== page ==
HONOLULU (AP) -- The wife of a Hawaii-based soldier who died in a Black Hawk helicopter crash in Afghanistan remembered her husband as a "true American soldier" who dreamed of flying for the Army.
Sgt. Daniel Lee Galvan, 30, of Moore, Okla., was killed Thursday when the helicopter carrying 15 soldiers and Marines developed mechanical problems and crashed in the troubled Afghan province of Khost.
"My husband didn't join the military for a paycheck. He joined because he believed in the cause," Sonya Galvan said Saturday in a statement. "He believed in the military and he was proud to wear the uniform and honored to be an American soldier."
Galvan was assigned to the 25th Infantry Division's 2nd Battalion, 25th Aviation Regiment. Fourteen soldiers and Marines were also injured in the crash and were taken to Camp Salerno, an American base near Khost city, 90 miles south of Kabul.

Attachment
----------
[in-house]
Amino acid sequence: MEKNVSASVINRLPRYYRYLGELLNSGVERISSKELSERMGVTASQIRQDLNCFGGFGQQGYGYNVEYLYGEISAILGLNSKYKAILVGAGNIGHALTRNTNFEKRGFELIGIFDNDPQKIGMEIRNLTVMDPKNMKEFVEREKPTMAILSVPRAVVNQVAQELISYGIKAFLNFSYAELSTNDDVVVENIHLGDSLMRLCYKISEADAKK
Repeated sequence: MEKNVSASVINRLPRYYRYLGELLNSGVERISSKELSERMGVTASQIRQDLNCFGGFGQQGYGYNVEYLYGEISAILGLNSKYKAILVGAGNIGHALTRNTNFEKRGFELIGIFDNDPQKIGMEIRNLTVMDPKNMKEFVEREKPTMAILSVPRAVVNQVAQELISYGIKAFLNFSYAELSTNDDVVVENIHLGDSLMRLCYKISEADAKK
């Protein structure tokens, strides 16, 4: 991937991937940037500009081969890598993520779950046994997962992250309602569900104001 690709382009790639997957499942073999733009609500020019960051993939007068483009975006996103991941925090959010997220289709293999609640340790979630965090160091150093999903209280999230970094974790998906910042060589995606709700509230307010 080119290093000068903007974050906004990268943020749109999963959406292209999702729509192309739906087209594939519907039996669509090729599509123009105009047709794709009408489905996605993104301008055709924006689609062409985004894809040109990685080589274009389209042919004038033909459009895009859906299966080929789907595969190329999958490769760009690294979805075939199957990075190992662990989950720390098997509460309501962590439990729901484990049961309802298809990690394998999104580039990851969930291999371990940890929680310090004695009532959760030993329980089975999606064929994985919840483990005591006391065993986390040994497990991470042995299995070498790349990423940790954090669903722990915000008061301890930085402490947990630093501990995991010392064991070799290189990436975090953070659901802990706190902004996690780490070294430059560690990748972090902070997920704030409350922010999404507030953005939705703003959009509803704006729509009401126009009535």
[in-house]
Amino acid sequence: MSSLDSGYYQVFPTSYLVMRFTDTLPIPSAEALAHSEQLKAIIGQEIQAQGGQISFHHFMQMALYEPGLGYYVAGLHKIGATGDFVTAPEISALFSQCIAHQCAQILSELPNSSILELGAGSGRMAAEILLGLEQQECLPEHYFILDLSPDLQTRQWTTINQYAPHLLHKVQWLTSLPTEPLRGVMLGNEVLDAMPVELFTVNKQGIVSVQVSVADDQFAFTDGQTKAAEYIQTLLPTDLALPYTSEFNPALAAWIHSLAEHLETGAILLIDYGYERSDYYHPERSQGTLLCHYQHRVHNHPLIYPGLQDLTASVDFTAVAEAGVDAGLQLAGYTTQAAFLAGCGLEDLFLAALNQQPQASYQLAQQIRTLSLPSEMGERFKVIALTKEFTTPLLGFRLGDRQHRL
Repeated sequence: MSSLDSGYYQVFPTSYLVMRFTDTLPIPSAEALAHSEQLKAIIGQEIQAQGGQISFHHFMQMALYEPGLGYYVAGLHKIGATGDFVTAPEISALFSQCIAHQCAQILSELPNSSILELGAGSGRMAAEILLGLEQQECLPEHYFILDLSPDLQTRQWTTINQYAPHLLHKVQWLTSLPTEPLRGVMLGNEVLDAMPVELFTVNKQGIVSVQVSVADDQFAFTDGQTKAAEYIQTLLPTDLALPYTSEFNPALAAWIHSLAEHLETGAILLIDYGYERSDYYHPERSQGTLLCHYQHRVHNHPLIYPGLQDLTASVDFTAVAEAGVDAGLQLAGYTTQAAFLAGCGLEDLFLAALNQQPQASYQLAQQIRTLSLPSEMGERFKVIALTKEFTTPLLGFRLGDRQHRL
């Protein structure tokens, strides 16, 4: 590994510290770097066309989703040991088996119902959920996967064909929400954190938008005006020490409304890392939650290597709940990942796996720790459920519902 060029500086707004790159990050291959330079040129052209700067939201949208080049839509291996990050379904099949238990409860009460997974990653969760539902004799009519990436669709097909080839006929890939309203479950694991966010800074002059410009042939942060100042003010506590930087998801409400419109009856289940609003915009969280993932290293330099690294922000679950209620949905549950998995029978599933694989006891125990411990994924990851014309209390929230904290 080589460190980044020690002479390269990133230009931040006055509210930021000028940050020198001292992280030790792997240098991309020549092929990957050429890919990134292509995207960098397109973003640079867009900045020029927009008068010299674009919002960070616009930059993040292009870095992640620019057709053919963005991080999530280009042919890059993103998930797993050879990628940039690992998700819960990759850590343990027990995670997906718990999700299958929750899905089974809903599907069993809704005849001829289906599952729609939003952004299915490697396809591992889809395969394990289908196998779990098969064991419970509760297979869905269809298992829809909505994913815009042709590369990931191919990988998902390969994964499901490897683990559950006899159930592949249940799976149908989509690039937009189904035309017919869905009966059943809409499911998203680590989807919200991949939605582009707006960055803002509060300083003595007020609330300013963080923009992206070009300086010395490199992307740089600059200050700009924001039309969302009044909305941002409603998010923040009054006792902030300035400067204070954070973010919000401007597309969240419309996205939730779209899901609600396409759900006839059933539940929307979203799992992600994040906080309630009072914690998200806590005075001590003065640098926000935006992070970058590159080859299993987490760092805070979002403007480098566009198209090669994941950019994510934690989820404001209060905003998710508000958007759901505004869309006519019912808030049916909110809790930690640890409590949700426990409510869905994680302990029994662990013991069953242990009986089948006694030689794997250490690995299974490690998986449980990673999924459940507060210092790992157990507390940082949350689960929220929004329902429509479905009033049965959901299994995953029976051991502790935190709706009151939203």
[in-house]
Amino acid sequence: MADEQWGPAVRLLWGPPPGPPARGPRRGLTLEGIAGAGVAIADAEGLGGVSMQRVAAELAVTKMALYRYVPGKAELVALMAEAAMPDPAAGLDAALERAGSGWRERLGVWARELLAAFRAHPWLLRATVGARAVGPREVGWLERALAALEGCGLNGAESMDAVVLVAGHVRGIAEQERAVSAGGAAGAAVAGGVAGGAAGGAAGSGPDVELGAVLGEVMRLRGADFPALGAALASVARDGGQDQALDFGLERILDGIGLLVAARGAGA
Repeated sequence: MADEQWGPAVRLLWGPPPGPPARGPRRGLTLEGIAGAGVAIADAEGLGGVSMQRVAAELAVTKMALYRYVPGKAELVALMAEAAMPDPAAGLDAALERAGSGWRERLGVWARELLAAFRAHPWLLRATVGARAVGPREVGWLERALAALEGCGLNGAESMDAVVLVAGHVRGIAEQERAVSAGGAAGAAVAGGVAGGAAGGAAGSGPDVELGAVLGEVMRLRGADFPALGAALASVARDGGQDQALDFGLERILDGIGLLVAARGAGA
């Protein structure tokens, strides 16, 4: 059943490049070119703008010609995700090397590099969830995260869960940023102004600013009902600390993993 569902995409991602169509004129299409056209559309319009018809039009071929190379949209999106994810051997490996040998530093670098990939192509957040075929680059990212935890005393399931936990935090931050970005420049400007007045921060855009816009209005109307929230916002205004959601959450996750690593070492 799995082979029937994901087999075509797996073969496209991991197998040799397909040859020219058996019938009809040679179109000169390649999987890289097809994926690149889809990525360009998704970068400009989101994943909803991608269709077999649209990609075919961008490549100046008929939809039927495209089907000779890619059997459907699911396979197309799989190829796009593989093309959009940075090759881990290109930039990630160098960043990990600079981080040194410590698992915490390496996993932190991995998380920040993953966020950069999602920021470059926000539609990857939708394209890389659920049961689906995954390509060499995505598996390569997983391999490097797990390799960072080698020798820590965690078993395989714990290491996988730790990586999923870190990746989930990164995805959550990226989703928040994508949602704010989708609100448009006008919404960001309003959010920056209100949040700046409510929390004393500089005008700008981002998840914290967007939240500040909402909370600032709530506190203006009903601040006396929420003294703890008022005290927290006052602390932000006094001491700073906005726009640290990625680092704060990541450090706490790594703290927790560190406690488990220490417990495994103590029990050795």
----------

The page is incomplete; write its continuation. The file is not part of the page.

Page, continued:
Army officials on Saturday said the accident was still under investigation.
Galvan, a helicopter mechanic who entered the Army in 1996 and was assigned to Schofield Barracks in June 2002, comes from a military family. His father and two brothers also served in the Army.
His family said Galvan used to draw pictures of choppers as a child and later built helicopter models.
"I can say from the depth of my soul that Daniel was able to fulfill his dream and fly. ... And now he flies for my family and myself as our guardian angel," Sonya Galvan said.
When Galvan isn't flying, he loved to ride his motorcycle around Oahu, she said.
Galvan is survived by his wife, and their 13-year-old daughter Audrey and 11-year-old son Joseph.
"He loved life, loved his family, loved to make people laugh," Sonya Galvan said.
Galvan is the third soldier from Schofield Barracks killed in Afghanistan this year. In May, Spc. Philip Witkowski, 24, of Dunkirk, N.Y., died in Homberg, Germany, from a non-combat related abdominal injury he suffered the night before in Kandahar, Afghanistan. In June, Cpl. David M. Fraise, 24, of New Orleans, died in Kandahar, when an improvised explosive device hit his patrol.
About 10,000 soldiers from the 25th Infantry Division are deployed to Afghanistan and Iraq.